How Much Do Host Families Get Paid For Foreign Exchange Students

how much do host families get paid for foreign exchange students

How Much do Host Families Get Paid for Foreign Exchange Students?

In the realm of foreign exchange, one realm that is often overlooked is that of host families for international students. These are the unsung heroes who open their homes and hearts to young learners from across the globe, hoping to promote intercultural understanding and friendship. It is a richly rewarding experience, but naturally, monetary compensation comes into the picture. This article unpacks the financial aspects of hosting a foreign exchange student.

The Basics

Hosting a foreign exchange student is not a job, but host families are typically compensated for the expenses they incur during the student’s stay. The amount depends on several factors, including the student's age, length of stay, and specific hosting program. Keep in mind, the income isn't meant to turn a profit but rather, to offset costs.

Typical Payments

There isn't a universal amount that all host families receive, due to the varying factors. However, on average, host families may receive between $400-$1000 per month. Particularly high-cost areas, like some parts in the USA or major cities in Canada or Australia, might pay at the higher end of the range.

Paid directly or Reimbursement?

The mode of payment vastly depends on the hosting program. Some programs prefer to directly pay a stipend to the host families, while others reimburse the expenditures. Make sure to check with the specific program for their policies.

The Tax Question

One should consult a tax advisor to see if the compensation received by hosting a foreign exchange student needs to be reported as income. In the U.S., the sum is generally considered a financial aid for study and is not taxable.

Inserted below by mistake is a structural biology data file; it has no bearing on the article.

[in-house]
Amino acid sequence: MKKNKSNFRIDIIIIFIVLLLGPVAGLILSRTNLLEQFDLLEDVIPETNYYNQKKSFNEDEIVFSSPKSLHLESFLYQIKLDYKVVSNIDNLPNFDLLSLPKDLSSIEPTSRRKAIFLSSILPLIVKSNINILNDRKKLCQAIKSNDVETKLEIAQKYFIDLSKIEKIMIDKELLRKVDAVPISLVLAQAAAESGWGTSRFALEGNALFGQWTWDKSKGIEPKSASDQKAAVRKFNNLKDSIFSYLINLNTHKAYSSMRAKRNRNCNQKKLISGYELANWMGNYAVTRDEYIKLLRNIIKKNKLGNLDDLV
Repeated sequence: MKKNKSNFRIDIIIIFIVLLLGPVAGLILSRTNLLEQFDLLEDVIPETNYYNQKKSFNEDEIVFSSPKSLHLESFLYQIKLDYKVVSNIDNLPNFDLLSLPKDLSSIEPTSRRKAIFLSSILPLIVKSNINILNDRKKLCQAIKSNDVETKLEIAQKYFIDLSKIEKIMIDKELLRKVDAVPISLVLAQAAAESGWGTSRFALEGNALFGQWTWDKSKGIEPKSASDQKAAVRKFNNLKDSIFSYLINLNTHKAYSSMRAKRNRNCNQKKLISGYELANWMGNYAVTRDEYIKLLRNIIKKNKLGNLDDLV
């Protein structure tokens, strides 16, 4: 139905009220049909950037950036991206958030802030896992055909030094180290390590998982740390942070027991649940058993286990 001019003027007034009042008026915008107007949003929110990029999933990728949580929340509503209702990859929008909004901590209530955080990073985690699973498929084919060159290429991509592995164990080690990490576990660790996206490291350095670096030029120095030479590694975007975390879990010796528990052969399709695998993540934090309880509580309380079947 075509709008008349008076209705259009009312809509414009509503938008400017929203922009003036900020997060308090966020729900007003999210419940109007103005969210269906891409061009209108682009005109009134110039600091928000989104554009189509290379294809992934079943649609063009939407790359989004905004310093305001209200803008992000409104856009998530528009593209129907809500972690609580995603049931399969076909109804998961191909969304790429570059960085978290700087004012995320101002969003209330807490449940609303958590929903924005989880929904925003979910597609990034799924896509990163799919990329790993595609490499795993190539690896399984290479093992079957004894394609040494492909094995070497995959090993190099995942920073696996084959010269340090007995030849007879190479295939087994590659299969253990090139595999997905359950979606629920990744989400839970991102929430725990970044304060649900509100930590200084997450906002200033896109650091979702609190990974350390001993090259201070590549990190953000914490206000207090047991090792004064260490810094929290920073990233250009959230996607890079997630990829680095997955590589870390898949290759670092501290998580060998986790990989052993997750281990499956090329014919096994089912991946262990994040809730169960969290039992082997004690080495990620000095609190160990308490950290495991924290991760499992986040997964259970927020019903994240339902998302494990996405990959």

Australian Payment Model

In Australia, the host families receive a fortnightly payment, and the amounts can vary depending on whether the student is from a government, private, or tertiary institution. For government and private, the range might be from $235-$300, while tertiary students might fetch around $280-$300 per week.

The Canadian Scenario

Unlike in Australia or the US, in Canada host families aren't given a stipend. They are considered volunteer positions, although families receive a provincial tax credit for each student they host via certain high school programs.

Benefits Beyond Money

While being a host family does come with financial aid, remember that the real reward lies in the cultural exchange, bonding, and lifetime friendships that are formed. Host families often talk about the immense satisfaction that comes from making a positive impact on a young person's life.

Concluding Thoughts

Hosting a foreign exchange student is not a 'get-rich-quick' scheme. The compensation exists primarily to ease the financial burden, but the true beauty lies in the overall experience. It's about opening your home and heart, fostering international ties, and becoming a global citizen.


Always remember to do thorough research on the terms and conditions of various foreign exchange programs to understand the financial implications and assist you in making the best decision for your family.